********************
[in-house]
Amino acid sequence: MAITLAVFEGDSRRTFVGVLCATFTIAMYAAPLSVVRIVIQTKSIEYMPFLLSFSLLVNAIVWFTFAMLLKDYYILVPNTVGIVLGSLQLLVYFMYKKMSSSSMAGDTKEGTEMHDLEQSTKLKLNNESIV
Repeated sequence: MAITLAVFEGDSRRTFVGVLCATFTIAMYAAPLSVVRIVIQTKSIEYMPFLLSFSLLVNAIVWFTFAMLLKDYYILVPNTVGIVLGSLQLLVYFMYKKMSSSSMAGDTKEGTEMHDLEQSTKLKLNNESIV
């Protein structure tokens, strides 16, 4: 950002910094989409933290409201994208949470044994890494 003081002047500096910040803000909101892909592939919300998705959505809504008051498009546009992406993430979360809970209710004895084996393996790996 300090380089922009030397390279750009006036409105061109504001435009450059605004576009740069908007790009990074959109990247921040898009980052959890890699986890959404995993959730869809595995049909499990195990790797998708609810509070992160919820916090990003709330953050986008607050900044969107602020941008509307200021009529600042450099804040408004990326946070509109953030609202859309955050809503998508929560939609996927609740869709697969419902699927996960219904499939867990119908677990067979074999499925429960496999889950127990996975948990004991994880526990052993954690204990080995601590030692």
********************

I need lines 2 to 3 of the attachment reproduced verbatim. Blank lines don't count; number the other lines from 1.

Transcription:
Amino acid sequence: MAITLAVFEGDSRRTFVGVLCATFTIAMYAAPLSVVRIVIQTKSIEYMPFLLSFSLLVNAIVWFTFAMLLKDYYILVPNTVGIVLGSLQLLVYFMYKKMSSSSMAGDTKEGTEMHDLEQSTKLKLNNESIV
Repeated sequence: MAITLAVFEGDSRRTFVGVLCATFTIAMYAAPLSVVRIVIQTKSIEYMPFLLSFSLLVNAIVWFTFAMLLKDYYILVPNTVGIVLGSLQLLVYFMYKKMSSSSMAGDTKEGTEMHDLEQSTKLKLNNESIV